Hellboy on the silver screen

I saw the Hellboy movie a few days ago. I liked the film, though it’s not without some problems.

The film’s greatest flaw is also, I think, it’s greatest strength–its fidelity to the source material. A person who knows the Hellboy comics will have a ball with this film, identifying which story which little throwaway gag or plot element comes from. A person who never even heard of the comic, though, would find several nice set pieces, an interesting romantic triangle, confusing and poorly defined villains, and an inscrutable ending.

In other words, don’t go see Hellboy because of its plot. You won’t find it. Even Hellboy, the world’s greatest paranormal detective, would be hard-pressed to locate the plot.

Despite the lack of a linear plot, the film isn’t a mess. It has some great performances, especially in Ron Perlman and John Hurt, identifiable solely through his voice. It has a great visual style, and Guillermo del Toro knows where to put the camera. Even the supporting roles click, especially Rupert Evans and David Hyde Pierce’s voice. I found it to be a funny film when it needed to be. Hellboy won’t reveal the truths of life, it won’t change the way anyone sees the world, but if what you want to see is a demon from hell pounding the crap out of Lovecraftian horrors with the Right Hand of Doom then you’ll get a kick out of it.

It was the faithfulness to the comic that I got the biggest kick out of. The origin of Hellboy? Check, right down to the photograph taken of the infant Hellboy and the American soldiers. The Lovecraftian homage? Check. Hellboy pounding the crap out of monsters with the Right Hand of Doom? Check. The cackling madness of Rasputin and his link to Hellboy’s true role in the grand scheme of things? Check.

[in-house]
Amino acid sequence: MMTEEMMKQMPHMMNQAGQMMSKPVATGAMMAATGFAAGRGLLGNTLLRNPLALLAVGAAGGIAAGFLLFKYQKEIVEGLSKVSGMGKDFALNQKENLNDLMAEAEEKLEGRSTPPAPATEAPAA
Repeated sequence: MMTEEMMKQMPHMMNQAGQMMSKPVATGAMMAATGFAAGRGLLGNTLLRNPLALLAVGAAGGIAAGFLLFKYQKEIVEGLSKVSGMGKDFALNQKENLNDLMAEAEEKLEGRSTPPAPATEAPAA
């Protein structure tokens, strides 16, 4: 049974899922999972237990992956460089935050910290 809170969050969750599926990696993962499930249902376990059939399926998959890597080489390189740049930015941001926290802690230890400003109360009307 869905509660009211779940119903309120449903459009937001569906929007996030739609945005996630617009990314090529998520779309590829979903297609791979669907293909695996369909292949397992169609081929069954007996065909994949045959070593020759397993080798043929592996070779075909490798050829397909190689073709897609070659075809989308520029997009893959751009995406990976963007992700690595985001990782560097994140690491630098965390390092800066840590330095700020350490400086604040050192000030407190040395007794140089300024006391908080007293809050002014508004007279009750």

Hell, there’s even a reference to the Savage Dragon crossover in there. Maybe a Batman or Starman reference would have been asking for too much. But someone who knows Hellboy can point to little bits and pieces drawn from “Seed of Destruction,” “Wake the Devil,” “The Corpse,” and perhaps the best Hellboy story ever, “Pancakes.”

I do think the film needed giant gorillas with huge freakin’ metal bolts sticking out of their necks to be perfect. Damn, but wouldn’t that have been cool.

I had a lot of fun with Hellboy. I’ll go see it again. It’s not a perfect film. It’s not even a great film. Slate‘s review called the film “heavenly schlock,” which I took to be a good thing to say. I’ve seen no bad reviews of it, though, and it’s far from being the disaster I think it could have so easily been.

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